Study Objectives: Sleep duration is recognized as one of the most common issues in modern society. Self-rated health is a commonly used subjective health measure based on a single question asking individuals to rate their general health on a four- or five-point scale. However, few studies have examined the relationship between sleep duration and self-rated health. Here, we examined the association between sleep duration and poor self-rated health, using a large representative sample of the general Korean adult population. Design: We conducted a cross-sectional study of 15,252 participants in the Korea National Health and Nutrition Examination Survey IV (2007-2009) who were aged 19 years and older. Sleep duration was categorized as ≤ 5, 6, 7, 8, or ≥ 9 hours. The main outcome of interest was poor self-rated health (n = 3,705, 19.7%). Multiple logistic regression analysis was performed to examine the association between sleep duration and self-rated health. Results: We found both short (≤ 5 h) and long (≥ 9 h) sleep duration to be associated with poor self-rated health independent of sociodemographic, health risk, and health status variables. Compared with 7-h sleep duration, the multivariate odds of poor self-rated health were 1.358 times higher (95% CI 1.167-1.580) with short sleep duration and 1.322 times higher (95% CI 1.091-1.601) with long sleep duration. This association persisted in subgroup analyses of gender, body mass index, and age by gender. Conclusions: In a large representative sample of the Korean general adult population, compared with sleep duration of 7 hours, we found a positive association between short and long sleep duration and poor self-rated health in Korean adults. Furthermore, the association between sleep duration and poor self-rated health was consistently present in subgroups divided by gender, age, and BMI.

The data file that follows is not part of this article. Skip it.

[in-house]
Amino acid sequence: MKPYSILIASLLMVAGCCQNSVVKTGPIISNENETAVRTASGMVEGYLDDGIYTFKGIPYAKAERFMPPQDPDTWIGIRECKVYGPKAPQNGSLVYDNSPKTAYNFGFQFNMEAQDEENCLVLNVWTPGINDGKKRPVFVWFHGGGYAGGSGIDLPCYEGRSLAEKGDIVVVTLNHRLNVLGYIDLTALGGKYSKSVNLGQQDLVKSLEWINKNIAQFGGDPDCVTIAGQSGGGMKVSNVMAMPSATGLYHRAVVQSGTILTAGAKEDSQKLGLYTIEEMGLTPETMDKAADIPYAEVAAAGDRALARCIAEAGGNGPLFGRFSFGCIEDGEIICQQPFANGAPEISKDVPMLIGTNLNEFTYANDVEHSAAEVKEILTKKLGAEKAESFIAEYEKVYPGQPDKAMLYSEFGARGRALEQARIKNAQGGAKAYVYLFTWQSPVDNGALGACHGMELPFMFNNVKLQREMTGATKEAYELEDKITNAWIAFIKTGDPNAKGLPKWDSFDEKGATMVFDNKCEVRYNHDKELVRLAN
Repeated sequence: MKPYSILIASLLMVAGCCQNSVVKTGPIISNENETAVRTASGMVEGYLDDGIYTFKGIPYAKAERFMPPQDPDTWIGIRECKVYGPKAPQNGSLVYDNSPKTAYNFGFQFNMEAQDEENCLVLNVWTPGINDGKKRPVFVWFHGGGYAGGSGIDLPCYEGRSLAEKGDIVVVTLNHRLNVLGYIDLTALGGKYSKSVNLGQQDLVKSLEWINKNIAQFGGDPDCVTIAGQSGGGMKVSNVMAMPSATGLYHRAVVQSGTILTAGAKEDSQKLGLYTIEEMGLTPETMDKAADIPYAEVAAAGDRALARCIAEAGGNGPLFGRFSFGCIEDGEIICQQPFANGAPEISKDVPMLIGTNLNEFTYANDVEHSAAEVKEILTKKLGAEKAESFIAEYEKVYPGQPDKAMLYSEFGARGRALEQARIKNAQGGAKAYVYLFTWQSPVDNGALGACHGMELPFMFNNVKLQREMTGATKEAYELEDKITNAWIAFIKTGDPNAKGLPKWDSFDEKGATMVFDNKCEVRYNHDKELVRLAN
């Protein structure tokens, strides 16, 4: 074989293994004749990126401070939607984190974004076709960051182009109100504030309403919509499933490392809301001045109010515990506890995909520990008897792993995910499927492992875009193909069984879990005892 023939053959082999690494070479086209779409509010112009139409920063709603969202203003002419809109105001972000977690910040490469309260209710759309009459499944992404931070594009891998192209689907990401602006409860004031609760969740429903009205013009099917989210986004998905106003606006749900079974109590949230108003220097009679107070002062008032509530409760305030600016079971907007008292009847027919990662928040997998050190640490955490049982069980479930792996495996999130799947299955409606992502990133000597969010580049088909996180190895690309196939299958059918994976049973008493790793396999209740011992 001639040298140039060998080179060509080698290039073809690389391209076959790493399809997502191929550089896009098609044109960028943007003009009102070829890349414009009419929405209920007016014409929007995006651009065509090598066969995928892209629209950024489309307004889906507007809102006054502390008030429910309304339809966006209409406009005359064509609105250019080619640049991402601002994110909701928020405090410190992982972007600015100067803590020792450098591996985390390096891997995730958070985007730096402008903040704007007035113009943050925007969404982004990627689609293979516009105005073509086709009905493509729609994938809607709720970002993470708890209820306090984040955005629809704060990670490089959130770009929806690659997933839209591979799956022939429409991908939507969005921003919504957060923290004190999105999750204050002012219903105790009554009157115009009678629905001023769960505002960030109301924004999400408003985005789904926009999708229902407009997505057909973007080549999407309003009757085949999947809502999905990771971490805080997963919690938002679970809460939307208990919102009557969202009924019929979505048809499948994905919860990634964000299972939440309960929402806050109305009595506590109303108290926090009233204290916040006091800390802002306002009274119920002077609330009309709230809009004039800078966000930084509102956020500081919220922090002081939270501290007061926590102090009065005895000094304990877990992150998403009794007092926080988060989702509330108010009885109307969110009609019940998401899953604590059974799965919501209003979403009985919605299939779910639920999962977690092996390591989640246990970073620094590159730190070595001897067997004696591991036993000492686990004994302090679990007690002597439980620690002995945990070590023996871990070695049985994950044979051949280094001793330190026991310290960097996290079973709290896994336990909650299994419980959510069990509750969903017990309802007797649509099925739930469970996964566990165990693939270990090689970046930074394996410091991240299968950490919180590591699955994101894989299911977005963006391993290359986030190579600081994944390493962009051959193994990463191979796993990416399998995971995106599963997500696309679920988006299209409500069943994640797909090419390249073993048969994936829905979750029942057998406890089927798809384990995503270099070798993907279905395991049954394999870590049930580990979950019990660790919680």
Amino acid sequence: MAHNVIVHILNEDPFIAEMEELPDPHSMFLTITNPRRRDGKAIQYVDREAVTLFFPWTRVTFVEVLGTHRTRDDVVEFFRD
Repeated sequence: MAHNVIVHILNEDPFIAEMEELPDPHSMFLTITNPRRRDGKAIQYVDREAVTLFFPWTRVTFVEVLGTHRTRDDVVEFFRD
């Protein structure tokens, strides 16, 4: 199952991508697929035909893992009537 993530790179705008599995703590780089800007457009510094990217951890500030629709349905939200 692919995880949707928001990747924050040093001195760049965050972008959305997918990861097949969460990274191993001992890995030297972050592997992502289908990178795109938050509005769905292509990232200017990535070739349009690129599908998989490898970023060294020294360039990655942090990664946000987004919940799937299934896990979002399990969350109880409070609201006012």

All Science Journal Classification (ASJC) codes
- Pulmonary and Respiratory Medicine
- Clinical Neurology